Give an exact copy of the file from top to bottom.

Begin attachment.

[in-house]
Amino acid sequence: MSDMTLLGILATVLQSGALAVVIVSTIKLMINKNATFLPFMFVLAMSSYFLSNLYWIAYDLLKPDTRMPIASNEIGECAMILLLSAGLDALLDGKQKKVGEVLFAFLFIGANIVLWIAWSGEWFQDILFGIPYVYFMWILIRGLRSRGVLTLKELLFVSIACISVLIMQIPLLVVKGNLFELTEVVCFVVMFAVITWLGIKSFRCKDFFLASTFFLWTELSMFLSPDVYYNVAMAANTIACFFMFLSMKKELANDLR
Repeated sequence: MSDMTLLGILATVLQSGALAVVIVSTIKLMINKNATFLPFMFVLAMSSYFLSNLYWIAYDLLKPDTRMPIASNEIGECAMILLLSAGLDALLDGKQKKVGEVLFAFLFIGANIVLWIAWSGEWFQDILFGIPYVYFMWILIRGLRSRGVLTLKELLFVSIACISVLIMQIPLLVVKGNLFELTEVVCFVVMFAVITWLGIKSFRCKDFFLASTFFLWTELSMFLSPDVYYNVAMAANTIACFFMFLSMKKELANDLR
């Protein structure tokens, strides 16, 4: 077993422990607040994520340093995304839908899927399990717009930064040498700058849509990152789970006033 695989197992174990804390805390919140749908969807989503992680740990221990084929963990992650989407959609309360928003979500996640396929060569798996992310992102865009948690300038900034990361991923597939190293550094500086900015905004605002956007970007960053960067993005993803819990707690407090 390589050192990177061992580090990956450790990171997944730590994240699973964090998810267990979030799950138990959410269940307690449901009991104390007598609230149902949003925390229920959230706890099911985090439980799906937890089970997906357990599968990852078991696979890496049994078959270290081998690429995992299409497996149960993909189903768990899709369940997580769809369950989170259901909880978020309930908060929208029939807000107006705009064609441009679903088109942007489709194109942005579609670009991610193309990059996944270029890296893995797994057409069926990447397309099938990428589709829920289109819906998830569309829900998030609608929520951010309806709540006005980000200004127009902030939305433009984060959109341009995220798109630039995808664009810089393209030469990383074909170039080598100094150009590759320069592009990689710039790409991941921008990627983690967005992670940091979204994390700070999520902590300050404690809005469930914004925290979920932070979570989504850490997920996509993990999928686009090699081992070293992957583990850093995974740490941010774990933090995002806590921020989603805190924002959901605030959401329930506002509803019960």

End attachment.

[in-house]
Amino acid sequence: MSDMTLLGILATVLQSGALAVVIVSTIKLMINKNATFLPFMFVLAMSSYFLSNLYWIAYDLLKPDTRMPIASNEIGECAMILLLSAGLDALLDGKQKKVGEVLFAFLFIGANIVLWIAWSGEWFQDILFGIPYVYFMWILIRGLRSRGVLTLKELLFVSIACISVLIMQIPLLVVKGNLFELTEVVCFVVMFAVITWLGIKSFRCKDFFLASTFFLWTELSMFLSPDVYYNVAMAANTIACFFMFLSMKKELANDLR
Repeated sequence: MSDMTLLGILATVLQSGALAVVIVSTIKLMINKNATFLPFMFVLAMSSYFLSNLYWIAYDLLKPDTRMPIASNEIGECAMILLLSAGLDALLDGKQKKVGEVLFAFLFIGANIVLWIAWSGEWFQDILFGIPYVYFMWILIRGLRSRGVLTLKELLFVSIACISVLIMQIPLLVVKGNLFELTEVVCFVVMFAVITWLGIKSFRCKDFFLASTFFLWTELSMFLSPDVYYNVAMAANTIACFFMFLSMKKELANDLR
């Protein structure tokens, strides 16, 4: 077993422990607040994520340093995304839908899927399990717009930064040498700058849509990152789970006033 695989197992174990804390805390919140749908969807989503992680740990221990084929963990992650989407959609309360928003979500996640396929060569798996992310992102865009948690300038900034990361991923597939190293550094500086900015905004605002956007970007960053960067993005993803819990707690407090 390589050192990177061992580090990956450790990171997944730590994240699973964090998810267990979030799950138990959410269940307690449901009991104390007598609230149902949003925390229920959230706890099911985090439980799906937890089970997906357990599968990852078991696979890496049994078959270290081998690429995992299409497996149960993909189903768990899709369940997580769809369950989170259901909880978020309930908060929208029939807000107006705009064609441009679903088109942007489709194109942005579609670009991610193309990059996944270029890296893995797994057409069926990447397309099938990428589709829920289109819906998830569309829900998030609608929520951010309806709540006005980000200004127009902030939305433009984060959109341009995220798109630039995808664009810089393209030469990383074909170039080598100094150009590759320069592009990689710039790409991941921008990627983690967005992670940091979204994390700070999520902590300050404690809005469930914004925290979920932070979570989504850490997920996509993990999928686009090699081992070293992957583990850093995974740490941010774990933090995002806590921020989603805190924002959901605030959401329930506002509803019960």